The deadly, widely used migration route between Indonesia and Malaysia

The image at the left is a screengrab from a TikTok video filmed by an Indonesian migrant travelling on a boat between Malaysia and Indonesia. The image at the right shows the Johor coast guard pulling a capsized boat out of the waves.
The image at the left is a screengrab from a TikTok video filmed by an Indonesian migrant travelling on a boat between Malaysia and Indonesia. The image at the right shows the Johor coast guard pulling a capsized boat out of the waves. © Observers

More than twenty Indonesian migrants died trying to reach Malaysia when their boat capsized on December 15. This is far from an isolated tragedy in the region, say our Observers, who work to help the Indonesians taking these irregular migration routes in the hopes of finding work in Malaysia. 


It was around 4:30am on the morning of December 15, 2021 when the small boat finally capsized off the coast of Malaysia, after being rocked by stormy seas churned up by the monsoon season. The boat, built for about 30 people, was carrying about 50 Indonesian migrants attempting to reach Johor state in southwestern Malaysia. 

At least 21 people died in the shipwreck, with a further 16 reported missing. Only 13 people were rescued, according to the latest numbers, by local rescue workers, who stopped their search for survivors on December 19. 

Images shared by rescue services and the Johor coast guard show teams pulling the boat, which is flipped over, out of the stormy seas. Other images show several body bags containing the remains of the victims laid out on the beach.  

Johor's coast guard shared several photos and videos of the rescue operations on their Facebook page between December 15 and 19.
Tweet by @RebeccaRambar translated from French: “Malaysia: 5 more bodies were found one day after a boat suspected of carrying undocumented people wrecked off the coasts of the state of Johor, in the south of Malaysia, bringing the total dead to 16.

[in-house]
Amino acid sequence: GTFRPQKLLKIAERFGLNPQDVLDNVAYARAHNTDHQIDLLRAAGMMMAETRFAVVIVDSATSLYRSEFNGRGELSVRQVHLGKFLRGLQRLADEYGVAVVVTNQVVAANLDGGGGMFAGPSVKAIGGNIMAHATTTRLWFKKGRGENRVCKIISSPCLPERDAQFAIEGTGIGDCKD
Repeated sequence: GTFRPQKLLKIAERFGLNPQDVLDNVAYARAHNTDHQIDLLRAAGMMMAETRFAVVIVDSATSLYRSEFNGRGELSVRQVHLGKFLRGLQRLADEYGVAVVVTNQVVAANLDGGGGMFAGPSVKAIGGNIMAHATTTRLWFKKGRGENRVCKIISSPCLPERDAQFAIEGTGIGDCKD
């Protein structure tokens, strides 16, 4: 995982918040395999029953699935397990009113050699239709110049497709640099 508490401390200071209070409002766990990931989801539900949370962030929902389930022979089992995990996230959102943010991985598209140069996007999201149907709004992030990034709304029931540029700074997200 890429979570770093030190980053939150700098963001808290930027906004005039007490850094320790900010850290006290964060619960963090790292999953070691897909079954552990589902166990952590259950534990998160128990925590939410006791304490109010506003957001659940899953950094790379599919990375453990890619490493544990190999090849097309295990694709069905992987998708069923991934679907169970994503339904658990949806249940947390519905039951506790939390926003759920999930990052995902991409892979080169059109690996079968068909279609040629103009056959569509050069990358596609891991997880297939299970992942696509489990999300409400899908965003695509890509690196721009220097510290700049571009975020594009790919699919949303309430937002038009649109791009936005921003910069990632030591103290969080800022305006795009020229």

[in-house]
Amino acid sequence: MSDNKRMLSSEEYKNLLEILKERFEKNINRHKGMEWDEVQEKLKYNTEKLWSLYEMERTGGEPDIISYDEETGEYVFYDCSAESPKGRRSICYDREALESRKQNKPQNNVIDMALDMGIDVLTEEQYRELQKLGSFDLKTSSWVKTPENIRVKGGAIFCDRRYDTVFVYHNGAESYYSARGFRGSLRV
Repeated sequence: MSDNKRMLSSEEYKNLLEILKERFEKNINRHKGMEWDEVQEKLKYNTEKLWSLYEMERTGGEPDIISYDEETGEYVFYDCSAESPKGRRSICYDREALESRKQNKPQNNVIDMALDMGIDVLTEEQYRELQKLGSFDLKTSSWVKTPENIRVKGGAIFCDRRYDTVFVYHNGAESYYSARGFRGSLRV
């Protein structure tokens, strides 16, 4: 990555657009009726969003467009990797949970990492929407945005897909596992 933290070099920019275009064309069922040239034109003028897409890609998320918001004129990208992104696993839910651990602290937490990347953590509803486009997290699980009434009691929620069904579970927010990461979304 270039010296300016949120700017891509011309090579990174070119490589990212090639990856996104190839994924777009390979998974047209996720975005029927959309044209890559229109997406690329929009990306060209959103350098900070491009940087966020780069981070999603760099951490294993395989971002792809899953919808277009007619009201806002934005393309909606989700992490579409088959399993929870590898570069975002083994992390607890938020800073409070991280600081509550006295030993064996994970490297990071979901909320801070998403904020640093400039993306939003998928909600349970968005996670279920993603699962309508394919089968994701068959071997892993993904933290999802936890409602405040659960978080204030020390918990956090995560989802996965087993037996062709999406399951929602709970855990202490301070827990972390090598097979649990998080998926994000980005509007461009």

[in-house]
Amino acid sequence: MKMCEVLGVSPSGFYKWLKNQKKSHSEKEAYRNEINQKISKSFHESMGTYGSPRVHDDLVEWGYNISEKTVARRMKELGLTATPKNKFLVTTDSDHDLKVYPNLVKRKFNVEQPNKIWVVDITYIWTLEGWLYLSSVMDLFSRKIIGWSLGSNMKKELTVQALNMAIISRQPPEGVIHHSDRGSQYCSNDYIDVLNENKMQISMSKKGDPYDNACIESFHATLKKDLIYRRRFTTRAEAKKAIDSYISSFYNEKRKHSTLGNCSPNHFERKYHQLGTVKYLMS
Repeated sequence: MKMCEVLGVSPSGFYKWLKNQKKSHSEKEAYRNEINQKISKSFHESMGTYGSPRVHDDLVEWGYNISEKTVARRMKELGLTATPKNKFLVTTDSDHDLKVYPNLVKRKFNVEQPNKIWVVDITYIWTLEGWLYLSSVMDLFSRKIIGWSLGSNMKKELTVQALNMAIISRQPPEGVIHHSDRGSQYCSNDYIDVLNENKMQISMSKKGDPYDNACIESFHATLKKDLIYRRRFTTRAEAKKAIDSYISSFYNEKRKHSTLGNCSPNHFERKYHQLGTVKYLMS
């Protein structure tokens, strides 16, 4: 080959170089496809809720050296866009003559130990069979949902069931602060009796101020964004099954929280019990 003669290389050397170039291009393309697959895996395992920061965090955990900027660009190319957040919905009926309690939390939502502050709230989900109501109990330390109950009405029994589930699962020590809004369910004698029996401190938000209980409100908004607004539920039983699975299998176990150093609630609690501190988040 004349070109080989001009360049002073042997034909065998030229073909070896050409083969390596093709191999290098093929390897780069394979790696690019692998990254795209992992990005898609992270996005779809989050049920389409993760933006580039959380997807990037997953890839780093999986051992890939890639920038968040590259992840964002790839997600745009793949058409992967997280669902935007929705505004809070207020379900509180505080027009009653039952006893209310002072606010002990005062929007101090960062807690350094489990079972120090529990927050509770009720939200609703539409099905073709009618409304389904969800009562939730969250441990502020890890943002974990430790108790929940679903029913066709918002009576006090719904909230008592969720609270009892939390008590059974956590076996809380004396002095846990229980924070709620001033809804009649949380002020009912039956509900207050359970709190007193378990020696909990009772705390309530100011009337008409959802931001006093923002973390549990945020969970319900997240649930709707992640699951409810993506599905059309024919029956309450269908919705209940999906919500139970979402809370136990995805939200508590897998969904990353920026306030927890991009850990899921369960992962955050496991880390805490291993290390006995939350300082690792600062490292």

The shipwreck demonstrates the dangers of this irregular migration route, used by many Indonesians, who come to work in agriculture, construction and production in Malaysia, which has a GDP triple the size of their home country’s.

‘Smugglers transport migrants in overcrowded motor boats’ 

Alex Ong is the Malaysia coordinator for "Migrant CARE", an association based in Jakarta that helps Indonesian migrants all over the world. There are of more than 2.5 million Indonesians in Malaysia according to the NGO.

Indonesians have been crossing the ocean and migrating to Malaysia for hundreds of years. The countries share more than just geographical proximity, they also have a very similar culture and language. Malaysia is home to the largest Indonesian diaspora in the world. Many Indonesian communities have existed for years in Malaysia. 

Some Indonesians migrate for economic reasons, but others are displaced by the effects of natural disasters, like volcanic eruptions or typhoons. 

The migrants on board the boat that capsized were from Bali, located in eastern Indonesia. The boat departed from Batam, an Indonesian island located about fifty kilometres from both Malaysia and Singapore. The area is a hub for migration.

Unfortunately, this type of accident is commonplace in this zone [Editor’s note: between Sumatra and western Malaysia]. There are lots of small Indonesian islands located very close to small Malaysian islands, which makes our border very porous and difficult for the coast guard to monitor. Indonesians can go all the way to the Indonesian island of Batam without a passport and, once there, they will try to get a visa for Malaysia. If that doesn’t work, they go for the irregular option and use a smuggler to get to Malaysia. The smugglers transport migrants in overcrowded motor boats, which makes accidents likely.

It’s hard to establish how many Indonesians try to cross by sea, says Alex Ong. He says that the boats that get stopped by the coast guard or that capsize only represent the tip of the iceberg.